Elysium Review
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Back in 2009, South African director Neill Blomkamp’s relatively low-budget sci-fi thriller, District 9, was a surprise hit, wowing critics and audiences alike—and picking up four Oscar nods in the process. Now, in Blomkamp’s long-awaited follow-up, Elysium, the budget’s bigger, the stars are brighter, and the story’s a whole lot heavier.

Elysium takes place in 2154, long after pollution and overpopulation have sent Earth’s most privileged residents off to a utopian kind of space station called Elysium. There, the air is clean, and scientific advancements mean that no one has to deal with the inconveniences of things like illness or injury.

Max (Matt Damon) has always dreamed of leaving Earth and moving to Elysium, but tickets don’t come cheap. So when an accident at work leaves him desperate to get to Elysium’s healing docks, he accepts a deadly mission in exchange for free passage to a new life.

  
 
With District 9, Blomkamp flew completely under the radar, working with an unknown cast to create a smart, gritty thriller that felt almost entirely effortless. For the follow-up, however, the pressure was on. Fans were eager to see what the director could do with a Hollywood budget and a couple of A-list stars. And while Elysium is definitely bigger and flashier and a whole lot glossier, it’s also more self-conscious—and it’s lacking the independent spirit that made District 9 such a hit.

District 9 was a socially aware film, with a subtle underlying message. Elysium brings its own social consciousness—but in a more blatant, heavy-handed way. Here, it’s all about the plight of the illegal immigrant—and the evils of things like Homeland Security and militant politicians. It’s emphasized by Jodie Foster’s character, Elysium’s evil defense secretary who shoots first and never even bothers to ask questions. Not only is she a ridiculously sinister character, but her performance is so terribly over-the-top that she’s uncomfortable to watch.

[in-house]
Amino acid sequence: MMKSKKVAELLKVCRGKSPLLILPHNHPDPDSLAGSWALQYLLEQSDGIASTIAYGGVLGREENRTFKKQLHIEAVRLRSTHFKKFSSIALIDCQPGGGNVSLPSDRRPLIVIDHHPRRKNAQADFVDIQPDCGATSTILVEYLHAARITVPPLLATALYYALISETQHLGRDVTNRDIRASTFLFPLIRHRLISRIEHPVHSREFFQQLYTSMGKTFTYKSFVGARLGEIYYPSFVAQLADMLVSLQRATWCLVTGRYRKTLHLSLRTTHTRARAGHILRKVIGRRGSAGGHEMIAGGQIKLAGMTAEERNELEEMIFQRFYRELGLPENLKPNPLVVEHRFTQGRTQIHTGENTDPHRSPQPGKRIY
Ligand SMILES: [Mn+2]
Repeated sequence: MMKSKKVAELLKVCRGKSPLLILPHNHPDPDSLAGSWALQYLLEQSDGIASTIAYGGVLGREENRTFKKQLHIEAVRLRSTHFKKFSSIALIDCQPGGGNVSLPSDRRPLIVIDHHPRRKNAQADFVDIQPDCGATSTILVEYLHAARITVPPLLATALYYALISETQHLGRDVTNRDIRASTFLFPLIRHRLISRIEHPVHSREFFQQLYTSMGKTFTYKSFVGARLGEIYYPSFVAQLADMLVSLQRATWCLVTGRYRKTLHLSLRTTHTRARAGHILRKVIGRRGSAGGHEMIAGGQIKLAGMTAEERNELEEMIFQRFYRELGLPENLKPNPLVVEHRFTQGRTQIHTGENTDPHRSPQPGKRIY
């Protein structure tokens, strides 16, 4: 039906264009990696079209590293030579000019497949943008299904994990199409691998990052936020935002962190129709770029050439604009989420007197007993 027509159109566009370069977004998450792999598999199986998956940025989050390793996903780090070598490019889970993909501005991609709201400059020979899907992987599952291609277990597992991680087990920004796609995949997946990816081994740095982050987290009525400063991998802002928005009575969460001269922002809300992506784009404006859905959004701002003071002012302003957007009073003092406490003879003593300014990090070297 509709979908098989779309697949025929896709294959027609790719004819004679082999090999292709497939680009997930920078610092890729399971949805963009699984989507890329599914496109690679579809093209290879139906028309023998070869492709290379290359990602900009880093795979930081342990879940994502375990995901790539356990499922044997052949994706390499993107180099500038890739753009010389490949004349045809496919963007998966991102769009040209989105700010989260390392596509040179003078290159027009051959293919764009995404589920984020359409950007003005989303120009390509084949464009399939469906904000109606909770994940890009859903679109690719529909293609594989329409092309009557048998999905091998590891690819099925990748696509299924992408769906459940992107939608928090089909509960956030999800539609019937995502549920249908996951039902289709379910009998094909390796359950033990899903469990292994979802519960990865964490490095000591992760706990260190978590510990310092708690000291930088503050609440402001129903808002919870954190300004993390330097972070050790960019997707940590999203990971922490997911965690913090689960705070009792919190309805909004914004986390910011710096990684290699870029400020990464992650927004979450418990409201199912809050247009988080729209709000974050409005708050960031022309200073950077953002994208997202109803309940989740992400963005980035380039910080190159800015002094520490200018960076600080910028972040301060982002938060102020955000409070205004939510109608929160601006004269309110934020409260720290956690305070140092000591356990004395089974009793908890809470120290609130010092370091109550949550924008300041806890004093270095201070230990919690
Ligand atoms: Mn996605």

Elysium is a heavy film. The conditions on Earth are horrific, and the people are sick and dying and unable to get the proper care. It’s all so dreary, in fact, that, without the intense action—and the charming star—it would be almost oppressive. Fortunately, the action sequences will help take your mind off the more depressing parts of the story—and Damon is just so earnest and sincere (despite his criminal record) that you can’t help but love him.

Elysium is another thoughtful sci-fi thriller from a talented young director—but it’s also a victim of the dreaded Sophomore Slump. In trying to recapture the spirit—and the success—of District 9, Blomkamp took everything just a bit too far, making it an intriguing but overdone follow-up.


DVD Review:
The DVD release of Neill Blomkamp’s Elysium may not be loaded with extras—in fact, it offers just two options—but they’re still worth checking out.

Collaboration: Crafting the Performances in Elysium explores Blomkamp’s casting choices—and how, when faced with the ability to cast big-name stars, he made sure to cast the most likable, down-to-Earth celebrities (like Matt Damon). Beyond the casting details, it then discusses a few other topics—like the cast’s on-set friendships and the challenge of killing Jodie Foster.

Engineering Utopia, meanwhile, focuses on the film’s visuals—especially on the sci-fi beauty of the space station. This feature discusses how Blomkamp and his team worked closely with conceptual artist Syd Mead to create an outer-space community that’s both realistic and futuristic.

There may not be a library of features included on this release, but the two extras do cover some of the more interesting topics. I recommend starting with Engineering Utopia. But if you have time left over, Collaboration is a little too long, but it’s worth a look, too.


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